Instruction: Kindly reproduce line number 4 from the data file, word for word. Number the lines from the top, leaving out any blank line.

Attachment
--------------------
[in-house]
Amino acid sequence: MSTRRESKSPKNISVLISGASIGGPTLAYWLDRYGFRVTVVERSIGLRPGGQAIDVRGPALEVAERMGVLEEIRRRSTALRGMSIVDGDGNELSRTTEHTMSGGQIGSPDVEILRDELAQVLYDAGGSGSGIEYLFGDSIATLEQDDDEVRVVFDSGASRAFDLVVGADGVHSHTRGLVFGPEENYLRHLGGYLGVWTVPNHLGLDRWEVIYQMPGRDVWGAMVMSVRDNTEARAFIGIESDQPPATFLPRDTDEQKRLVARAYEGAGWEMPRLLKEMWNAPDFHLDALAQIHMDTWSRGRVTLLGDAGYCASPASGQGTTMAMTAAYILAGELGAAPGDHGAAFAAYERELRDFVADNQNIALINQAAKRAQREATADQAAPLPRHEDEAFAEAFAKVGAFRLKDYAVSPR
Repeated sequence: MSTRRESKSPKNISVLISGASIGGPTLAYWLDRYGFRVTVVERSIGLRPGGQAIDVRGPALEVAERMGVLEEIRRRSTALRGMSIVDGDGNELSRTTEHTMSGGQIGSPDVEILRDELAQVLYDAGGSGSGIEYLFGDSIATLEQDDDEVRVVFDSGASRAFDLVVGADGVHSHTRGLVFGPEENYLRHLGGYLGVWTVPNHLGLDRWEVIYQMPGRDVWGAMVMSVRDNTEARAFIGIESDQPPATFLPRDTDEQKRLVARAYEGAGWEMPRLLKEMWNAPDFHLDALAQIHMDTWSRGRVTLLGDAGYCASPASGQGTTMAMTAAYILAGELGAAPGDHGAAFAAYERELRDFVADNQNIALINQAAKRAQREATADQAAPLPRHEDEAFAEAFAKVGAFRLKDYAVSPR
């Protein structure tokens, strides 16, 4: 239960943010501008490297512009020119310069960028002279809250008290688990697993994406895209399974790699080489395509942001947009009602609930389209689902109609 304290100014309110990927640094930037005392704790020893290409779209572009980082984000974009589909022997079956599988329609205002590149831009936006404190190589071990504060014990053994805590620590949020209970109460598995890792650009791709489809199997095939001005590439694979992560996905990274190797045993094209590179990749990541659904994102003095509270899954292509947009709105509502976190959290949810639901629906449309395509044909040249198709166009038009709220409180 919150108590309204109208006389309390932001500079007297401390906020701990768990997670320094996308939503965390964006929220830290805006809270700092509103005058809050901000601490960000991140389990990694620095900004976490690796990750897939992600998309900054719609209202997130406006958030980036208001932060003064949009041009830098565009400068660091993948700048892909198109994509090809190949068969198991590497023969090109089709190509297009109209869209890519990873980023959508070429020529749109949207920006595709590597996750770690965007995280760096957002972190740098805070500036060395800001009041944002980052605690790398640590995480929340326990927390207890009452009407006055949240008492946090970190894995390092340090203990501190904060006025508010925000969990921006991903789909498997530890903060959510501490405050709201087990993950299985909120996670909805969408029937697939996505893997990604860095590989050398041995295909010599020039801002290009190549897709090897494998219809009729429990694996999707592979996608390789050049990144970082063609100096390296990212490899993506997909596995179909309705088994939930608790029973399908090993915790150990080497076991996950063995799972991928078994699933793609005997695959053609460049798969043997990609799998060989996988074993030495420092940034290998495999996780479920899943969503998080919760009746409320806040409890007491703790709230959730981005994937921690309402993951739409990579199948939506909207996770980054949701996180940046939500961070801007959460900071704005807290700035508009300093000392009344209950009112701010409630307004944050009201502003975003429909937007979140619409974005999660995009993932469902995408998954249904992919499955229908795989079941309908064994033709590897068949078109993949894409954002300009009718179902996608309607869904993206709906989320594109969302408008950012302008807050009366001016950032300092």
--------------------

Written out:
């Protein structure tokens, strides 16, 4: 239960943010501008490297512009020119310069960028002279809250008290688990697993994406895209399974790699080489395509942001947009009602609930389209689902109609 304290100014309110990927640094930037005392704790020893290409779209572009980082984000974009589909022997079956599988329609205002590149831009936006404190190589071990504060014990053994805590620590949020209970109460598995890792650009791709489809199997095939001005590439694979992560996905990274190797045993094209590179990749990541659904994102003095509270899954292509947009709105509502976190959290949810639901629906449309395509044909040249198709166009038009709220409180 919150108590309204109208006389309390932001500079007297401390906020701990768990997670320094996308939503965390964006929220830290805006809270700092509103005058809050901000601490960000991140389990990694620095900004976490690796990750897939992600998309900054719609209202997130406006958030980036208001932060003064949009041009830098565009400068660091993948700048892909198109994509090809190949068969198991590497023969090109089709190509297009109209869209890519990873980023959508070429020529749109949207920006595709590597996750770690965007995280760096957002972190740098805070500036060395800001009041944002980052605690790398640590995480929340326990927390207890009452009407006055949240008492946090970190894995390092340090203990501190904060006025508010925000969990921006991903789909498997530890903060959510501490405050709201087990993950299985909120996670909805969408029937697939996505893997990604860095590989050398041995295909010599020039801002290009190549897709090897494998219809009729429990694996999707592979996608390789050049990144970082063609100096390296990212490899993506997909596995179909309705088994939930608790029973399908090993915790150990080497076991996950063995799972991928078994699933793609005997695959053609460049798969043997990609799998060989996988074993030495420092940034290998495999996780479920899943969503998080919760009746409320806040409890007491703790709230959730981005994937921690309402993951739409990579199948939506909207996770980054949701996180940046939500961070801007959460900071704005807290700035508009300093000392009344209950009112701010409630307004944050009201502003975003429909937007979140619409974005999660995009993932469902995408998954249904992919499955229908795989079941309908064994033709590897068949078109993949894409954002300009009718179902996608309607869904993206709906989320594109969302408008950012302008807050009366001016950032300092």